Author: Lizzie Dearden
Sajid Javid announced the move as part of an agreement that will see the UK pay £6m for security equipment including drones and video surveillance along the French coast.
The Home Office said a small number of migrants who travelled to Kent in boats at the end of last year were returned to France on Thursday morning.
“There will be a mutual commitment to conduct return operations as quickly as possible under the Dublin Regulation,” the Home Office said.
“The UK will continue to work closely with France and other countries to return more migrants who have entered the UK by small boat, in order to provide a strong deterrent against the dangerous crossings.”
The Independent understands that the returns policy has been backdated to 1 October, meaning it will apply to hundreds of men, women and children.
Even if they have already applied for asylum in Britain, the government will seek to transfer responsibility to France, but could face legal challenges.
Mr Javid was previously condemned for suggesting that officials would hamper claims made by those reaching British shores, who had mostly given their nationality as Iranian.
He suggested those attempting the journey might not be genuine asylum seekers and said: “We will do everything we can to make sure that you are often not successful.“
Critics called the remarks disgusting and said any attempt to interfere with asylum applications or pre-judge the outcome would be unlawful.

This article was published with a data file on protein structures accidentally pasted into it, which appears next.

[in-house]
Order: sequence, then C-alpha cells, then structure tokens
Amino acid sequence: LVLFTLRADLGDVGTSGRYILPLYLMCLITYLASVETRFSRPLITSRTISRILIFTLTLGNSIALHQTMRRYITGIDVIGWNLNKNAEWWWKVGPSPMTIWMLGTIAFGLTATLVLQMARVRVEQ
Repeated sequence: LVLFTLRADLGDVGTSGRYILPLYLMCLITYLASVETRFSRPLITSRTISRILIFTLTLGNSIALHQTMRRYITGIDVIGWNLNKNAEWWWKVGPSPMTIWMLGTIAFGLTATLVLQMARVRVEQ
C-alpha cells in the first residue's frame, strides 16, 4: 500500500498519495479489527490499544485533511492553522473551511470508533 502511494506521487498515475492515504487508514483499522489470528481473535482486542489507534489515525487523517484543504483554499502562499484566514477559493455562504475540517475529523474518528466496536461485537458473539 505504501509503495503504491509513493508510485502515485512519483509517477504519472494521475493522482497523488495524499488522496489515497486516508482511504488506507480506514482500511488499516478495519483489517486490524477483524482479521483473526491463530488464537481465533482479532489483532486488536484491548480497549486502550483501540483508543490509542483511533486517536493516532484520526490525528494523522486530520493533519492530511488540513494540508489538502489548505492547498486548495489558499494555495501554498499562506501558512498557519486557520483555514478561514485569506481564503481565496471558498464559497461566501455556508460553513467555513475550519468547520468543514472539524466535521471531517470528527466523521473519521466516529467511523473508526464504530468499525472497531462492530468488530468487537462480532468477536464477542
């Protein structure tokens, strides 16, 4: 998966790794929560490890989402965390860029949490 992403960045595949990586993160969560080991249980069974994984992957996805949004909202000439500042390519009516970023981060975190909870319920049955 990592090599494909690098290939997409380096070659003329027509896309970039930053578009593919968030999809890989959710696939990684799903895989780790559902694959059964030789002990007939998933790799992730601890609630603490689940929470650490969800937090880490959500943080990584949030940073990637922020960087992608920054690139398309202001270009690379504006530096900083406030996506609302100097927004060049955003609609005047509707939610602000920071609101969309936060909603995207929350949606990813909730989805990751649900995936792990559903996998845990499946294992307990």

French authorities said 71 attempted boat crossings were recorded in 2018, compared to just 12 the previous year.
Of the 504 migrants seeking to cross the English Channel, 276 managed to reach British waters and coastlines and 228 were intercepted and taken back to France.
More than 80 per cent of launches came in November and December alone, with the influx declared a major incident by the home secretary.
On Tuesday, Mr Javid met his French counterpart to finalise a joint action plan to stem the crossings, which will see the UK hand France £6m for new security equipment.
The Home Office said it would fund additional surveillance and security on French beaches and ports, as well as greater coordination between the French authorities on land and at sea.
Just over half of the investment will come from £44.5m already pledged under the Sandhurst Treaty, which was agreed a year ago, by Theresa May and Emmanuel Macron.
An additional £3.2m of new funding will be used for equipment including drones, radar, night goggles and number plate recognition capability for UK and French border and maritime teams to spot smugglers.
Additional security cameras would be placed at French ports and in areas where migrants could attempt to launch boats, the Home Office said, feeding live footage into the UK-France Coordination and Information Centre in Calais.
There would be increased surveillance of the Channel from air and sea, with UK and French authorities sharing intelligence, as well as foot patrols along the French coast
“Both governments have made clear that all criminals will be prosecuted,” the Home Office said. “The new plan will come into force immediately.”